First Pitch: The Balance Between Minor League Stats and Skills

Tyler Glasnow had one of the best strikeout seasons by a pitcher in a long time. (Photo Credit: Tom Bragg)

Tyler Glasnow had one of the best strikeout seasons by a pitcher in a long time. (Photo Credit: Tom Bragg)

All season I’ve talked about Tyler Glasnow, who dominated the South Atlantic League this year. I’ve also talked a lot lately about Austin Meadows, due to the fact that Meadows has been crushing the ball in the last week for Jamestown, capping off a strong pro debut. In each case the numbers are great, but I think we also need to add some perspective on what the numbers really tell us.

In the next week I’ll be starting the process of writing the 2014 Prospect Guide. A big part of that process is evaluating individual seasons, writing up player reports, creating a list of rankings, and most importantly, weighing stats vs skills.

Everyone does their rankings differently. For me, I draw a line between high-A and Double-A. That’s the point where prospects need to start showing results, and can’t rely on potential anymore. That line is the mid-point. If you’re relying on potential in Double-A and Triple-A, and you don’t have the numbers to justify being a top prospect, you’re going to get lowered in the rankings. If a guy struggles in the lower levels, but has a lot of upside, that poor season won’t hurt as much. On the flip side, if a guy has an amazing season in A-ball, but doesn’t have good tools, I usually won’t put him on the prospect radar. If a guy has a great season in the upper levels and doesn’t have any tools, I’ll probably consider him a prospect, although usually only a bench/bullpen option due to the lack of tools.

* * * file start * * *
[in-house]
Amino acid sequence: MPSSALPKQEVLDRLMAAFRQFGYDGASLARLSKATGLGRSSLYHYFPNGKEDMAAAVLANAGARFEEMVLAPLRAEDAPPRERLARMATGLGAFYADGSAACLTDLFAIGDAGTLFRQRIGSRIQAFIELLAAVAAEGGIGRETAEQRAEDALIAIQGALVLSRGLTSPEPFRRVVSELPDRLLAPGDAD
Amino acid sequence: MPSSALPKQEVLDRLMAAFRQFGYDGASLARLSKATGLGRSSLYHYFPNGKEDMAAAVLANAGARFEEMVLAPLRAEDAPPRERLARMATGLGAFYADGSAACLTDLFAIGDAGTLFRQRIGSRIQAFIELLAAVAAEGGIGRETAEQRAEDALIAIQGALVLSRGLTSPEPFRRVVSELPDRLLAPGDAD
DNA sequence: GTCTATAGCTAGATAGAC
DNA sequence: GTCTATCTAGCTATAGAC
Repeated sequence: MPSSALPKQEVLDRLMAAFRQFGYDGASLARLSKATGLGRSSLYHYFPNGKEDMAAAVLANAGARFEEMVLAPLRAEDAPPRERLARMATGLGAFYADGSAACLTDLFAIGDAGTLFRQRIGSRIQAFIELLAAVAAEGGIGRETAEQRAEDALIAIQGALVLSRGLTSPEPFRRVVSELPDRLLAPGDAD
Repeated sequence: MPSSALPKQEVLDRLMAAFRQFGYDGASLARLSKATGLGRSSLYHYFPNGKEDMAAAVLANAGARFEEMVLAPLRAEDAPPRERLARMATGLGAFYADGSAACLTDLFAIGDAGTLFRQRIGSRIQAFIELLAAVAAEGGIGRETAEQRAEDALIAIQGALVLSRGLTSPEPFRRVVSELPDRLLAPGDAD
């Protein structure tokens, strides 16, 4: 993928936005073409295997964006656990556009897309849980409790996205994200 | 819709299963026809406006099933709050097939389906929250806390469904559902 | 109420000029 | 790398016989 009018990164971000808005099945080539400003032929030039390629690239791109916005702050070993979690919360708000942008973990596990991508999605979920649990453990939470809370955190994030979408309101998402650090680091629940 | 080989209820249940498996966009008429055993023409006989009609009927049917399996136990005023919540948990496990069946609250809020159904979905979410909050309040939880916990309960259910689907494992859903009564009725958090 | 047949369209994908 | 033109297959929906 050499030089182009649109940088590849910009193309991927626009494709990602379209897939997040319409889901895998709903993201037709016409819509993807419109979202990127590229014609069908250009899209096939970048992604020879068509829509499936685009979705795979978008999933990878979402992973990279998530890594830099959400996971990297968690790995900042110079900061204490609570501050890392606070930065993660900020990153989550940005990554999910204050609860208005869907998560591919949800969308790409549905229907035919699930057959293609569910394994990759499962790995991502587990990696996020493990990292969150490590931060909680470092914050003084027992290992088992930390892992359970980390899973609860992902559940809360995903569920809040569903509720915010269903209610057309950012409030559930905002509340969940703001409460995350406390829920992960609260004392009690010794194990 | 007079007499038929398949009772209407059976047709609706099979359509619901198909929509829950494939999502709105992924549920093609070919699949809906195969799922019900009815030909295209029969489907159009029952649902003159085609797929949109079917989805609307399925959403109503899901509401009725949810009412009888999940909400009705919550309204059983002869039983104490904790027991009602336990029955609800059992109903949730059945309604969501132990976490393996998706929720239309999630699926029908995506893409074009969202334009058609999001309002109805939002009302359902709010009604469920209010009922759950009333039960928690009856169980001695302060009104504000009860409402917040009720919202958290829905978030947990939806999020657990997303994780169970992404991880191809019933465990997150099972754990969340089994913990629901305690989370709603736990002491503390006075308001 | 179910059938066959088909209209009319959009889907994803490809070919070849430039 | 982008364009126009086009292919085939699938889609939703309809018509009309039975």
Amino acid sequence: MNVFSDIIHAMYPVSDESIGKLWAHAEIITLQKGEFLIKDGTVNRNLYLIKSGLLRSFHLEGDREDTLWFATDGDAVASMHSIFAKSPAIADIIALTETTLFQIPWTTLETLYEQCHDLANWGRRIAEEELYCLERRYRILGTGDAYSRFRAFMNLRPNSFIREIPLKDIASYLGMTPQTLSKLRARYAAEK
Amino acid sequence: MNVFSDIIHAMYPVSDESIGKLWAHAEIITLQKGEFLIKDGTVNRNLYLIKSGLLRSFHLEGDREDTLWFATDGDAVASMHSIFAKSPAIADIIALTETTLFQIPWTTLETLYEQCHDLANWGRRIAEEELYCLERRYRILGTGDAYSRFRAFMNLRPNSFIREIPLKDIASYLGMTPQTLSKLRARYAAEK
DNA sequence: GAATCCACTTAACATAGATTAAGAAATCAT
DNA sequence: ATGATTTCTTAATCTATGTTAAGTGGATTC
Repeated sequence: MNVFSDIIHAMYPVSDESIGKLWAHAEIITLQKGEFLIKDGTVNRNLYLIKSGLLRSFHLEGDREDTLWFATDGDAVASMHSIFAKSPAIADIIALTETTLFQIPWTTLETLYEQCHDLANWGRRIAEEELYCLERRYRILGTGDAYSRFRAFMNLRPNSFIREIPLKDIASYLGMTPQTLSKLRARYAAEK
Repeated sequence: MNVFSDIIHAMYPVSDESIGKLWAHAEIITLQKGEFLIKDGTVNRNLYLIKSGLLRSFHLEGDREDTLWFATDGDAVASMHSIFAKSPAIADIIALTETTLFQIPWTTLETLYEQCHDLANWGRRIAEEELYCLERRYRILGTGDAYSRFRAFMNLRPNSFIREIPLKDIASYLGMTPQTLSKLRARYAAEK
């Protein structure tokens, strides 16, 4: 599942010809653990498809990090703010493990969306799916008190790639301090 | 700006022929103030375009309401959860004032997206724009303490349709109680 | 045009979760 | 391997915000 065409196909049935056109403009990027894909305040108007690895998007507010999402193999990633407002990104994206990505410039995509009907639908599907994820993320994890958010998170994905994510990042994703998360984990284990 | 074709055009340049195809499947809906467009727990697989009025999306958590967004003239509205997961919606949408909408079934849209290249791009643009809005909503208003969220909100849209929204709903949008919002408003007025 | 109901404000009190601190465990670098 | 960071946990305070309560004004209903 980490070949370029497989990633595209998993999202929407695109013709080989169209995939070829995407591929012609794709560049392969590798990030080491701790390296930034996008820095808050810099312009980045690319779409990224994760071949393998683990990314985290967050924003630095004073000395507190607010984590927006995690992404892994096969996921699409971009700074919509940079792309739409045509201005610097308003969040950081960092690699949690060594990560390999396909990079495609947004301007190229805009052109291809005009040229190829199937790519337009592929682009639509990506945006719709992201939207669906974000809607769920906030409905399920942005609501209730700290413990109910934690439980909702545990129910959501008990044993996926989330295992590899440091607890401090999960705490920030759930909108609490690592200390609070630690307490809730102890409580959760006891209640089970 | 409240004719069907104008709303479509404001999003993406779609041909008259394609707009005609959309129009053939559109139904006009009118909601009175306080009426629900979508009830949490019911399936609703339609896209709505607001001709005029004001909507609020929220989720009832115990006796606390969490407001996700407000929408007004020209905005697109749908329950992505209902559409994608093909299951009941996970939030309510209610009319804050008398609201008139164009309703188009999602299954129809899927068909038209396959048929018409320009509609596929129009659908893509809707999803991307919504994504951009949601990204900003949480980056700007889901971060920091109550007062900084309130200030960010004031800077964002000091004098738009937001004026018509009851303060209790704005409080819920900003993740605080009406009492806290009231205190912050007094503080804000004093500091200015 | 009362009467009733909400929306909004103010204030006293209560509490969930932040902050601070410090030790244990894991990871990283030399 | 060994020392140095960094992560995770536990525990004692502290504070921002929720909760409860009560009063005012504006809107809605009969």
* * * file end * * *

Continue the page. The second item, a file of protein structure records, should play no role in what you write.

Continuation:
Basically the higher you go from A-ball, the more it needs to be about numbers. The lower you are from A-ball, the more it needs to be about talent.

So what does that mean for Glasnow and Meadows? Is that hypocritical to tout their numbers as some great accomplishment, while saying that numbers don’t matter as much for other guys at the same levels? It depends on what the numbers say.

In these two cases, the numbers are just re-affirming what we already know. In Glasnow’s case, he has been extremely dominant this year. Last night I talked about how he’s had one of the best strikeout percentages in baseball in a long time. Glasnow is currently our number three prospect, and that probably won’t change in the off-season rankings. But that isn’t because of the dominant numbers this year. It’s because of his stuff, which is also the reason for the dominant numbers.

Glasnow throws a fastball in the mid-90s, touching as high as 99 MPH this year. He does a good job throwing the pitch on a steep downward angle, although obviously his control needs work, mostly due to issues with repeating his delivery. He pairs the fastball with a curveball that can be a plus offering at times. He also has a feel for a changeup, but needs to work on improving the pitch, mostly slowing it down to add separation from the fastball while maintaining deception.

I look at Glasnow, and I look at where Jameson Taillon was at when he was at the same level at the same age. Taillon had trouble throwing the ball down in the zone. He also had some trouble commanding his plus breaking pitch. And he needed improvements with his changeup, which he made the following season. I look at Taillon, who has developed just fine since his time in West Virginia, and then I look at Glasnow. In my opinion, Glasnow is further along in his development than Taillon was at the same stage. That’s why he’s got the un-hittable numbers. It’s because his stuff is un-hittable. That’s also why he’s ranked high, and why his numbers are so encouraging. They’re just telling the story of his stuff, which is far more important than those numbers in low-A.

Austin Meadows hit seven homers this year between the GCL and Jamestown.

Austin Meadows hit seven homers this year between the GCL and Jamestown.